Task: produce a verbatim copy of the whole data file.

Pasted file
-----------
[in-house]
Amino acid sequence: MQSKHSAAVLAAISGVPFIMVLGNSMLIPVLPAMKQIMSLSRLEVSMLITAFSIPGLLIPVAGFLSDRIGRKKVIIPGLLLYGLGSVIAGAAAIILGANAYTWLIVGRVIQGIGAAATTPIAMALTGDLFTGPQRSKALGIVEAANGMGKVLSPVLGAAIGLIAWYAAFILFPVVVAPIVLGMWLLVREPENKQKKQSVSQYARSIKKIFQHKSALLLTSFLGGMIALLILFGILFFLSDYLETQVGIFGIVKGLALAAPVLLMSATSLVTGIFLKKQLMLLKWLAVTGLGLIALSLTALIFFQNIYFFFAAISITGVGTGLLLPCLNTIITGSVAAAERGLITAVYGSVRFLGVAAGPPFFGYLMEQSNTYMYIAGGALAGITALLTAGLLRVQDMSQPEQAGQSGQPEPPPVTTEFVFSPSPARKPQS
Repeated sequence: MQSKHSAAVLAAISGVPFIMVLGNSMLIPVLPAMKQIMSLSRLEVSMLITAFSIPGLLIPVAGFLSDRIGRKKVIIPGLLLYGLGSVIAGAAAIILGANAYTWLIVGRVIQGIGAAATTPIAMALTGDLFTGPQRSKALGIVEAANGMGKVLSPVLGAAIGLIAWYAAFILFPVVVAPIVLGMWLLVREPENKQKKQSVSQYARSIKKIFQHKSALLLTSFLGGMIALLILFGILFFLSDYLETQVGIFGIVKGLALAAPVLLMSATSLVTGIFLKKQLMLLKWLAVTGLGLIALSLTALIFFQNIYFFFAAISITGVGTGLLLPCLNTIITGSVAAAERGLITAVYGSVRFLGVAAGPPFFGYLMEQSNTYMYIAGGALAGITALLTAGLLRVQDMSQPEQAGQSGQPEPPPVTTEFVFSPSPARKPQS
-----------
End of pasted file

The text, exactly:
[in-house]
Amino acid sequence: MQSKHSAAVLAAISGVPFIMVLGNSMLIPVLPAMKQIMSLSRLEVSMLITAFSIPGLLIPVAGFLSDRIGRKKVIIPGLLLYGLGSVIAGAAAIILGANAYTWLIVGRVIQGIGAAATTPIAMALTGDLFTGPQRSKALGIVEAANGMGKVLSPVLGAAIGLIAWYAAFILFPVVVAPIVLGMWLLVREPENKQKKQSVSQYARSIKKIFQHKSALLLTSFLGGMIALLILFGILFFLSDYLETQVGIFGIVKGLALAAPVLLMSATSLVTGIFLKKQLMLLKWLAVTGLGLIALSLTALIFFQNIYFFFAAISITGVGTGLLLPCLNTIITGSVAAAERGLITAVYGSVRFLGVAAGPPFFGYLMEQSNTYMYIAGGALAGITALLTAGLLRVQDMSQPEQAGQSGQPEPPPVTTEFVFSPSPARKPQS
Repeated sequence: MQSKHSAAVLAAISGVPFIMVLGNSMLIPVLPAMKQIMSLSRLEVSMLITAFSIPGLLIPVAGFLSDRIGRKKVIIPGLLLYGLGSVIAGAAAIILGANAYTWLIVGRVIQGIGAAATTPIAMALTGDLFTGPQRSKALGIVEAANGMGKVLSPVLGAAIGLIAWYAAFILFPVVVAPIVLGMWLLVREPENKQKKQSVSQYARSIKKIFQHKSALLLTSFLGGMIALLILFGILFFLSDYLETQVGIFGIVKGLALAAPVLLMSATSLVTGIFLKKQLMLLKWLAVTGLGLIALSLTALIFFQNIYFFFAAISITGVGTGLLLPCLNTIITGSVAAAERGLITAVYGSVRFLGVAAGPPFFGYLMEQSNTYMYIAGGALAGITALLTAGLLRVQDMSQPEQAGQSGQPEPPPVTTEFVFSPSPARKPQS